Last night I was fortunate to be invited to an information session hosted by banking group Sasfin, where they outlined their new digital initiatives. Here are some of my thoughts.
Who are Sasfin?
Sasfin are a JSE-listed banking group who focus on lending and banking solutions for entrepreneurs. They are a family run business – now into its third generation – and interestingly Sasfin actually started out in the textile sector before becoming a bank.
I’m a small retail investor in Sasfin – I like their focus on empowering entrepreneurs – and the business trades on a forward price to earnings multiple of around 6 and offers a dividend yield of over 4%. Earnings last year took a bit of a hit with one big client dragging them down but overall a solid performer in a tough market.
WIPHold (Womens Investment Portfolio Holdings) has recently taken a 25.1% stake in Sasfin.
Sasfin going digital
As an organisation, Sasfin has never struck me as a “digital” business. They are proud of their family heritage and their ability to have real conversations with real people. When you’re invited to a presentation around a new digital strategy, you attend with some scepticism.
Most people are familiar with Xero, so I am going to focus on the other three in terms of my feedback:
It’s hard to make internet banking “sexy” – but Sasfin focused on a couple of aspects here which I think will be of interest to entrepreneurs:
- They’ve approached internet banking with a “Dashboard” style allowing you to visually track your money and spending habits. You would need to play around with it a bit, but I didn’t get the sense that it was a gimmicky savings app look and feel but rather a fully fledged tool that would allow you to more accurately forecast spending habits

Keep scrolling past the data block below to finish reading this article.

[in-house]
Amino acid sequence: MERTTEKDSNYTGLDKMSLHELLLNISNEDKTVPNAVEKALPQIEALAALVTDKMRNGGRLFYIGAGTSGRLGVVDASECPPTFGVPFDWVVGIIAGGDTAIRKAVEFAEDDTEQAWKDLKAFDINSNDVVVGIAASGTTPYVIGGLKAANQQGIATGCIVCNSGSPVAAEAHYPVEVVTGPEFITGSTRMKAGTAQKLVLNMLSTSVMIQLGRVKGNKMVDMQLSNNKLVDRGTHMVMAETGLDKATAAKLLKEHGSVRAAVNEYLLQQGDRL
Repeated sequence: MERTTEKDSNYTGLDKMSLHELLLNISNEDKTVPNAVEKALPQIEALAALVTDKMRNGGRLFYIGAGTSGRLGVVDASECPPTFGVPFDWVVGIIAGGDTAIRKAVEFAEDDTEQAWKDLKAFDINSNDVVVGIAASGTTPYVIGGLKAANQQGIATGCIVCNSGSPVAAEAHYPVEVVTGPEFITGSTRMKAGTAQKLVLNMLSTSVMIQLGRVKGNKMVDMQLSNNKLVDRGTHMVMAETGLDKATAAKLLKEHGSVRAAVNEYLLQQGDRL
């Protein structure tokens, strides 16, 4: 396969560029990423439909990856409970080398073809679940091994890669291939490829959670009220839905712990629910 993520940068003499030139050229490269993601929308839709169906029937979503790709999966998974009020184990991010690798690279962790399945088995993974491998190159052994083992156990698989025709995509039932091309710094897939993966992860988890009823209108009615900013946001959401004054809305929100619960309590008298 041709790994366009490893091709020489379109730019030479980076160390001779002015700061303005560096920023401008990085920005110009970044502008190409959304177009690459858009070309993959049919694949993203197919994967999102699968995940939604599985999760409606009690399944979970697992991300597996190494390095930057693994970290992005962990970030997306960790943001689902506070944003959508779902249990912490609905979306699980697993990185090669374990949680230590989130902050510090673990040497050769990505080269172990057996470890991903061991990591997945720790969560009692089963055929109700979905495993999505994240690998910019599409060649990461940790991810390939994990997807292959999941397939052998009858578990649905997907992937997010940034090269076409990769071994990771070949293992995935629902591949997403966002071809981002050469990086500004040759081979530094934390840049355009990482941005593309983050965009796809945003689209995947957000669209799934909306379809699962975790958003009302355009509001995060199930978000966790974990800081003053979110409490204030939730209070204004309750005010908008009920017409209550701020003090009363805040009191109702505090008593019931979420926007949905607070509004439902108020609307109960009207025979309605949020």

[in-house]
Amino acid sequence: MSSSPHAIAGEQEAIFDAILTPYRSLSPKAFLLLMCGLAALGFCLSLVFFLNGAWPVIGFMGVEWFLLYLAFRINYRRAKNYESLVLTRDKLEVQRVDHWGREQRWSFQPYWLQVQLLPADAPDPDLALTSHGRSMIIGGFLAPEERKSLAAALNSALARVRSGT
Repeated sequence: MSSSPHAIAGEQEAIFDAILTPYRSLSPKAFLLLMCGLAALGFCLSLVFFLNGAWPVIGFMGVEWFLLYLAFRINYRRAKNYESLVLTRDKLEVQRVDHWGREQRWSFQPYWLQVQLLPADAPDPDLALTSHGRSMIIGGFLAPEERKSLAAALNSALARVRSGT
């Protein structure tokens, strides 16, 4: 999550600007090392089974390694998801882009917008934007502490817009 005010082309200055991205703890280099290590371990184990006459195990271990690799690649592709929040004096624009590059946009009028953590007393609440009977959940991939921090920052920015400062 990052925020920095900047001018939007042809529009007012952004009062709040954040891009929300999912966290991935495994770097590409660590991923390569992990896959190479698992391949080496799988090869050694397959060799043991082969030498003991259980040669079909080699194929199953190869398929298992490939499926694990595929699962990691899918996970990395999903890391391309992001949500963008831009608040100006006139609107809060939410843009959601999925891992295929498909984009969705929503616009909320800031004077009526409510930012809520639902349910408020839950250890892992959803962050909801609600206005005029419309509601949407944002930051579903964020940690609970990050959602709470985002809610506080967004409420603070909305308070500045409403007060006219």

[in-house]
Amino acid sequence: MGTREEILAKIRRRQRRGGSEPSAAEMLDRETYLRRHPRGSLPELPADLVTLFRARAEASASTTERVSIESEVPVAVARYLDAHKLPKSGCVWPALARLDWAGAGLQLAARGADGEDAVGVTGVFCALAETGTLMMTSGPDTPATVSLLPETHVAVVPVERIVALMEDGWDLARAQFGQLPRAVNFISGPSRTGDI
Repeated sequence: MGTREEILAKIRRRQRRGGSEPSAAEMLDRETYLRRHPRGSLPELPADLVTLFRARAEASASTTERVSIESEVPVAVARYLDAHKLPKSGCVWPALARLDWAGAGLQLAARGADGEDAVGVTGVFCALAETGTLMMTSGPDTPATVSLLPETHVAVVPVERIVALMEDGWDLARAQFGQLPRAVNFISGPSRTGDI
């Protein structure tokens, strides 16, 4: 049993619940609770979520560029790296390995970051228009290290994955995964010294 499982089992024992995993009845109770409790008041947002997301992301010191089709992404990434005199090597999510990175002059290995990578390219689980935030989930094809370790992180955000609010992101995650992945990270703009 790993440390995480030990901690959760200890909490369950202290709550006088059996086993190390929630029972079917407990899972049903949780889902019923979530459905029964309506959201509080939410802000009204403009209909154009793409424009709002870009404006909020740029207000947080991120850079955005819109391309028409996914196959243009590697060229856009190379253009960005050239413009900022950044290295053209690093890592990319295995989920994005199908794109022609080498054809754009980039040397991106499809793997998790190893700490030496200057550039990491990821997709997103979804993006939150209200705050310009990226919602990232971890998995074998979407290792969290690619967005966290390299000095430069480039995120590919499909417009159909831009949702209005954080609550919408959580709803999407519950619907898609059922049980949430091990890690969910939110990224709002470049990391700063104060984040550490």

- Their business banking tool included a payroll element to it, something which is ideal for growing small businesses
Bearing in mind that I’m already a small SIPP client, I thought Payabill was one of the most interesting presentations on the evening.
Payabill offers small business finance facilities for businesses turning over as little as R85 000 per month. In effect, they are able to offer debtor finance to SME’s who would not normally have access to this type of funding from banks. What struck me as particularly impressive was the ability to turnaround applications for finance facilities far quicker than if you were applying through a traditional banking channel.
The small business market (Under R12m/year in turnover) is not an attractive market for financial services institutions to service but Payabill have developed a solution worth considering.
There is a lot of debate around what constitutes a “robo-advisor” but for those who are not keen on paying high asset management fees and want to look at a digital investment solution, SIPP is great and a very flexible investment solution.
SIPP stands for – “Self-invested-personal-pension or portfolio” and offers Retirement Annuities, Group Retirement Annuities, Preservation Funds, ETF portfolios and shortly Tax Free Savings Account options.
I was one of the early adopters on this platform and I thought it was slick, easy-to-use and a professional tool for either retail investors, financial advisors or investment professionals.
SIPP was recently acquired by Sasfin with SIPP founder Erol Zeki being appointed to head up the Wealth division of Sasfin.
Sasfin CEO Michael Sassoon made the comment that their ethos is not to “own” a client but rather to provide them with tools to empower entrepreneurs.
A major challenge that surrounds the “entrepreneur” market in South Africa is that there is only a small sliver of it that offers attractive returns in the here-and-now. For the rest, it is a long-term journey of booms and busts.
Sasfin appear to have adopted a long-term view on the growth of the entrepreneur in South Africa and are looking to use tools to identify quality clients earlier and support them into their growth phases.